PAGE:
By Shelley Luedtke
In the latest go at bringing a Broadway musical to live TV, the producers of Fox's "Rent" found themselves in a challenging situation when a lead actor was injured during rehearsal. Unable to move and dance the way the character needed to because of a cast on his foot, the decision was made to air a large portion of the dress rehearsal that had been taped the day before.
Imagine having to use dress rehearsal footage as the real thing. Though each rehearsal is certainly taken seriously it still isn't the same as being in front of a live audience. How many of the cast members held back a bit on their solos to protect their voices before the live event? How many may have altered a dance move to save a sore back or knee to ensure they could do every move fully the following day? When they signed on for the project none of the cast could have predicted that the majority of what the audience would see would be a rehearsal.
In reading the reviews it seems some of the performers fared better than others, but the best article I saw asked the question: How do you review something the audience was never meant to see?
A rehearsal is preparation. It is practice for an event. It is understood to be a place where mistakes can happen and slip-ups occur. Actors and musicians are in rehearsals often. But we also rehearse for weddings, graduations and other special celebrations. A fourth year student where I went to university had to rehearse how to serve a meal to royalty when the Prince and Princess of Norway visited our campus.
I have rehearsed for theatre productions, concerts, worship services and, in what turned out to be a really good decision on the part of our teacher, my grade 3 class had to rehearse dealing with customers when we hosted a bake sale at our elementary school.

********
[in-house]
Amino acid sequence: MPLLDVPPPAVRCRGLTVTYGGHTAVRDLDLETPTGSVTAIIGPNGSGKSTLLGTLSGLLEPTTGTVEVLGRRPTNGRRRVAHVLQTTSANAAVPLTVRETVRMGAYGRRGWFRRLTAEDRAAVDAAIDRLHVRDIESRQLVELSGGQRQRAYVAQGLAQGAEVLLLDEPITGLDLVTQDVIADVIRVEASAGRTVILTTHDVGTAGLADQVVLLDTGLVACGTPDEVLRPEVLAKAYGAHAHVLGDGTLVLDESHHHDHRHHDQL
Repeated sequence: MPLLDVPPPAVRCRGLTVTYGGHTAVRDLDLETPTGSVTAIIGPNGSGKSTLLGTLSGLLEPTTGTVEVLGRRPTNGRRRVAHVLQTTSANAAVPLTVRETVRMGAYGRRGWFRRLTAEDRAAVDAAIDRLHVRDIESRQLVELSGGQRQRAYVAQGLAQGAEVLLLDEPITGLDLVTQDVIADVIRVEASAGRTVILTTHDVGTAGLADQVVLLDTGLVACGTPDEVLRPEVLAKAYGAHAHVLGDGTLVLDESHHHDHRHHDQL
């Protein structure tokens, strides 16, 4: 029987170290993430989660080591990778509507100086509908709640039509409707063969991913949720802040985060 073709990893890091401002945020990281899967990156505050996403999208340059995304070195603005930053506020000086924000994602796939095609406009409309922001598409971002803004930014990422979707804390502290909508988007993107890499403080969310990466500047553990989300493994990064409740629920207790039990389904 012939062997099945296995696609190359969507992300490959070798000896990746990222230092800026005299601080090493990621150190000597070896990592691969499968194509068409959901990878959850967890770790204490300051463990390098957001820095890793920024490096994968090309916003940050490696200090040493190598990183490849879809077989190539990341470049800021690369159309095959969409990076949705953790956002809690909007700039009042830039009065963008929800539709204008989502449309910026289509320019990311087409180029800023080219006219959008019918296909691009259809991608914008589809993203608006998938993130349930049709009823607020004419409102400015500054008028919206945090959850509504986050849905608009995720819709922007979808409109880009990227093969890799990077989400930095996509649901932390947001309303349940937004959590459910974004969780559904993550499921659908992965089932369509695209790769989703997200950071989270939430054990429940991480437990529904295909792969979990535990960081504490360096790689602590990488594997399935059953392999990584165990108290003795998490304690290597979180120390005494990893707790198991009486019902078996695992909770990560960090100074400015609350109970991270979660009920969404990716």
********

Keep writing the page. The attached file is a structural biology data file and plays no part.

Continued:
I have also been in many rehearsals that I wouldn't have wanted an audience to see. It is the private space where you troubleshoot and come up with ideas to make things work. So to have to present a dress rehearsal to the audience as a finished product would be rather tough to swallow. So again, how do you rate something you were never supposed to see?
Yet how often do we hear people use similar sentiments? If we are crying or angry or ill we might have said to someone, "I don't want you to see me this way." If something has turned in a direction we didn't expect we might implore, "I can't have you see me like this."
A friend of mine was asked to be a model for a fashion show in the city where we attended university. Her hair, make-up and nails were stunning and her wardrobe received a serious upgrade. But as soon as the show was over she couldn't wait to wash off the makeup and get back into jeans and a t-shirt. She smiled and, "I feel like me again." A few weeks later the same friends who were cheering her on at the fashion show tried to be a comforting presence following a family crisis. We saw her at her stage-ready best…and…at her most vulnerable. The key was that she let us share in both.
When we might wish to duck and cover; to retreat to the safety of privacy; well, that is exactly the moment we need to let people in and see us as we are. People who want us to just be "me again."
So how do we assess something others were never meant to see when things turn in unexpected or unimaginable directions? Far more important than the show going in is summoning the courage when life continues to move forward and we need help taking the next step. Perhaps the truth is that what we don't think people should see in us…is exactly what we should let them see. That's my outlook.